As Christians, we are called to the task of evangelism. We are commanded by Jesus himself to go into all the world and preach the gospel, make disciples, and baptize into the name of our triune God (Matt 28:19-20; Luke 24:47; Acts 1:8). We are called to proclaim the excellencies of him who has called us out of darkness into his marvelous light (1 Peter 2:9). As ambassadors for Christ, we implore everyone to be reconciled to God (2 Cor 5:20-21), knowing that faith comes through hearing the gospel (Rom 10:13). The pattern that we see in the early church throughout the book of Acts is the gospel being preached boldly and clearly to everyone, everywhere (Acts 2, 3, 4, 5, 6, 7…). Whatever else we see in the book of Acts, we most certainly see the primacy of preaching the gospel.
However, there are some evangelistic strategies being promoted today that do not follow the clear pattern and commands of Scripture. While there are aspects of evangelism that these novel strategies rightly emphasize, and should be commended for, they are ultimately based on a complete redefinition of the word and activity of “evangelism,” and need to be confronted and corrected. But before we look at how it’s being redefined, we need to take a minute to remember the biblical definition of evangelism.
The Biblical Definition of Evangelism
The most basic definition of evangelism is sharing the gospel; it’s communicating (i.e., preaching, proclaiming, declaring, testifying to) the good news of what God has done in Christ for sinners. Our word “evangelism” comes from three Greek words:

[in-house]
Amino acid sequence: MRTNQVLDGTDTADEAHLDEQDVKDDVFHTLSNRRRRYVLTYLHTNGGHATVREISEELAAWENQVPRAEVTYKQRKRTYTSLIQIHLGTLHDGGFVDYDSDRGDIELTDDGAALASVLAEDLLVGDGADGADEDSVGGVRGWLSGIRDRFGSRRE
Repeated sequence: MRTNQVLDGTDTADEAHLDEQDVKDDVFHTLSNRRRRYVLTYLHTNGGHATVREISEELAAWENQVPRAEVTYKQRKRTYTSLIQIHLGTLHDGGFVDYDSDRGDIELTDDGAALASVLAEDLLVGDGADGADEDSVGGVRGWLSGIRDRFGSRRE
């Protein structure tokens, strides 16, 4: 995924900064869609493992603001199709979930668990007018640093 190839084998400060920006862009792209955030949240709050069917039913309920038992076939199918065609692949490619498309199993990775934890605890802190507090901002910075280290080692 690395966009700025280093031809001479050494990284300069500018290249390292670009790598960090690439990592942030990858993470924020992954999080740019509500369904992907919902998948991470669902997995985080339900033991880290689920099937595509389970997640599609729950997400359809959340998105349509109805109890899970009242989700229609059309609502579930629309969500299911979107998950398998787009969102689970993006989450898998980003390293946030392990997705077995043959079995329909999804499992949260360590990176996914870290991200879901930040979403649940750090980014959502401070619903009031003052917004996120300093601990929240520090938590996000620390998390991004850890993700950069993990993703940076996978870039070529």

- euangelion—“gospel”— this is the content of what is communicated (Mark 1:14–15; Acts 20:24; Rom 1:16)
- euangelistes—“evangelist”—this is the person communicating the gospel (Acts 21:8; Eph. 4:11; 2 Tim 4:5)
- euangelizo— “to preach/proclaim the good news”—this describes the activity of communicating the gospel (Matt 11:5; Luke 3:8; Acts 5:42; 8:4, 12, 25, 40; 10:36; 14:7, 21; 15:35; 17:18; Rom 1:15; 10:15; 2 Cor 10:16)
Notice that verbally communicating the message is fundamental to the activity of evangelism. Just like food is required to feed the hungry, words are required to preach the gospel.
But we can (and must) expand this definition. Evangelism is sharing the gospel with the aim of persuasion. In other words, the goal is to make converts. We don’t just inform people of the good news, hoping they remain unchanged by it. We share the gospel with boldness and clarity, praying and trusting that God will do the miraculous and monergistic work of regeneration that only he can do. We pray that our hearers respond in repentance, faith, and obedience. And this happens by the Spirit working through the word.
With this biblical definition in mind, we will look at two novel evangelistic strategies which, despite their intentions and what they rightly emphasize, redefine the activity and goal of evangelism.
Lifestyle Evangelism can be defined as “(1) the belief that living a good life in front of lost people is true proclamation of the Gospel; or (2) the belief that living a good life in front of lost people is a necessary preparation prior to the proclamation of the Gospel” (Johnston, Evangelizology, 1122). The thought is that “this lifestyle witness satisfies the demands of the Great Commission” (1107). Notice the last part of that definition. The assumption is that a loving and Christ-like lifestyle satisfies the demands of the Great Commission.